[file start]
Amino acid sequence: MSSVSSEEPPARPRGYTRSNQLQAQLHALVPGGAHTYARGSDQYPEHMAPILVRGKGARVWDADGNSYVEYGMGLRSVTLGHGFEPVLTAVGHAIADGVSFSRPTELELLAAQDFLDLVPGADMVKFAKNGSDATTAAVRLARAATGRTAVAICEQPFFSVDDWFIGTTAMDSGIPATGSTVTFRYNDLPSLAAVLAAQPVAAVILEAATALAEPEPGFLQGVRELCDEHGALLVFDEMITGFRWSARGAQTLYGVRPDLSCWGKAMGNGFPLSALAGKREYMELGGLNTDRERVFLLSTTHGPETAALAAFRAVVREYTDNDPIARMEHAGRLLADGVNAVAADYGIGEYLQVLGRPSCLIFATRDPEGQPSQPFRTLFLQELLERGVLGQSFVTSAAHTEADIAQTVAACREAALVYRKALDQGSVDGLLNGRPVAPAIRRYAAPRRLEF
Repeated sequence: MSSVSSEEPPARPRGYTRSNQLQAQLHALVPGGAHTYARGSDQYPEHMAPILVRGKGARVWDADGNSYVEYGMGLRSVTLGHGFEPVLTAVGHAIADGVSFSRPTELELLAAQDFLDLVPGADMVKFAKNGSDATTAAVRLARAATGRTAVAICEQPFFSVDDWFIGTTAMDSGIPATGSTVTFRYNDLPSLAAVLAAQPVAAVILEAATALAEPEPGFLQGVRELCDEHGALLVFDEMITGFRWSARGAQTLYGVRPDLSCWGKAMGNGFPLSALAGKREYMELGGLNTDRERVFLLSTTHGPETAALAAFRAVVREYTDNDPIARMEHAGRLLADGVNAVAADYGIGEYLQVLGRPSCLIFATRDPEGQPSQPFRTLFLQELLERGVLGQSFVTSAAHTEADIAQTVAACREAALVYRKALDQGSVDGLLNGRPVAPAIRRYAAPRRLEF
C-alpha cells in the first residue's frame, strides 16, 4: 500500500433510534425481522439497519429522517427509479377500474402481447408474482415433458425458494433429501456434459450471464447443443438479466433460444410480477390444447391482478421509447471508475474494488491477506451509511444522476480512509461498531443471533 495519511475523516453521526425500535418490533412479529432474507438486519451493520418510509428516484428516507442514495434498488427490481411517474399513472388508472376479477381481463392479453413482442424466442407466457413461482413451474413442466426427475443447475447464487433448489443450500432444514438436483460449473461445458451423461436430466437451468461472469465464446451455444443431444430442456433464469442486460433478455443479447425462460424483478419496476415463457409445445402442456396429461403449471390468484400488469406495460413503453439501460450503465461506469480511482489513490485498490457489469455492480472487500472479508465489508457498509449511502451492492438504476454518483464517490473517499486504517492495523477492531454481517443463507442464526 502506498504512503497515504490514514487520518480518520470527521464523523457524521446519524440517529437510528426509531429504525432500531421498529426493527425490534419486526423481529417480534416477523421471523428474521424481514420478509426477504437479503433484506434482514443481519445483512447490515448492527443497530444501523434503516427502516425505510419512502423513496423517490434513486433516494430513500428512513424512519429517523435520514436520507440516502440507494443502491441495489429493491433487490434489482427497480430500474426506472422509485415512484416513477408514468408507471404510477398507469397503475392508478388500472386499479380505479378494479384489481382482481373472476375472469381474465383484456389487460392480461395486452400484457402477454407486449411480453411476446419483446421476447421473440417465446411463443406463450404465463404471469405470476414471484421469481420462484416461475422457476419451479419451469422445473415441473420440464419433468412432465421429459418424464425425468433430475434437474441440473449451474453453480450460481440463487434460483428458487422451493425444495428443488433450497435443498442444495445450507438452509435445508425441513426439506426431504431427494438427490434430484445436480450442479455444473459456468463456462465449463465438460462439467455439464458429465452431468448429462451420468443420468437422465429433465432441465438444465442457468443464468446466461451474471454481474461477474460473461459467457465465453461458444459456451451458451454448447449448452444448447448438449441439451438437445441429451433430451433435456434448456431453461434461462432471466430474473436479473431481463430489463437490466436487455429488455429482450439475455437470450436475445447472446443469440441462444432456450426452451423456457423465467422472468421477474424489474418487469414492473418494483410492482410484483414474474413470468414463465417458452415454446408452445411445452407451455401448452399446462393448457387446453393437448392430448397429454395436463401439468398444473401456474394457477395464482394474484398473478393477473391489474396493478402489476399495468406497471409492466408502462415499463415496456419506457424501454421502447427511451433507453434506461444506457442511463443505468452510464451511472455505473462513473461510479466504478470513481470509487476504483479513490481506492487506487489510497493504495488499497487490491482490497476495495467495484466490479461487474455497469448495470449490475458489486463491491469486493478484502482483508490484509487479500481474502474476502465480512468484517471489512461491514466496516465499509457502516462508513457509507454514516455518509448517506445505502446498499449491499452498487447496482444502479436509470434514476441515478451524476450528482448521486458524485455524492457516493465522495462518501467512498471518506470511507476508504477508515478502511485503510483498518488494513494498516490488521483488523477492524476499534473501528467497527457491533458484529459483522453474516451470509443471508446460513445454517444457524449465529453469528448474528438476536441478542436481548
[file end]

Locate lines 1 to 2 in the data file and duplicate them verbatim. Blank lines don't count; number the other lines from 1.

Amino acid sequence: MSSVSSEEPPARPRGYTRSNQLQAQLHALVPGGAHTYARGSDQYPEHMAPILVRGKGARVWDADGNSYVEYGMGLRSVTLGHGFEPVLTAVGHAIADGVSFSRPTELELLAAQDFLDLVPGADMVKFAKNGSDATTAAVRLARAATGRTAVAICEQPFFSVDDWFIGTTAMDSGIPATGSTVTFRYNDLPSLAAVLAAQPVAAVILEAATALAEPEPGFLQGVRELCDEHGALLVFDEMITGFRWSARGAQTLYGVRPDLSCWGKAMGNGFPLSALAGKREYMELGGLNTDRERVFLLSTTHGPETAALAAFRAVVREYTDNDPIARMEHAGRLLADGVNAVAADYGIGEYLQVLGRPSCLIFATRDPEGQPSQPFRTLFLQELLERGVLGQSFVTSAAHTEADIAQTVAACREAALVYRKALDQGSVDGLLNGRPVAPAIRRYAAPRRLEF
Repeated sequence: MSSVSSEEPPARPRGYTRSNQLQAQLHALVPGGAHTYARGSDQYPEHMAPILVRGKGARVWDADGNSYVEYGMGLRSVTLGHGFEPVLTAVGHAIADGVSFSRPTELELLAAQDFLDLVPGADMVKFAKNGSDATTAAVRLARAATGRTAVAICEQPFFSVDDWFIGTTAMDSGIPATGSTVTFRYNDLPSLAAVLAAQPVAAVILEAATALAEPEPGFLQGVRELCDEHGALLVFDEMITGFRWSARGAQTLYGVRPDLSCWGKAMGNGFPLSALAGKREYMELGGLNTDRERVFLLSTTHGPETAALAAFRAVVREYTDNDPIARMEHAGRLLADGVNAVAADYGIGEYLQVLGRPSCLIFATRDPEGQPSQPFRTLFLQELLERGVLGQSFVTSAAHTEADIAQTVAACREAALVYRKALDQGSVDGLLNGRPVAPAIRRYAAPRRLEF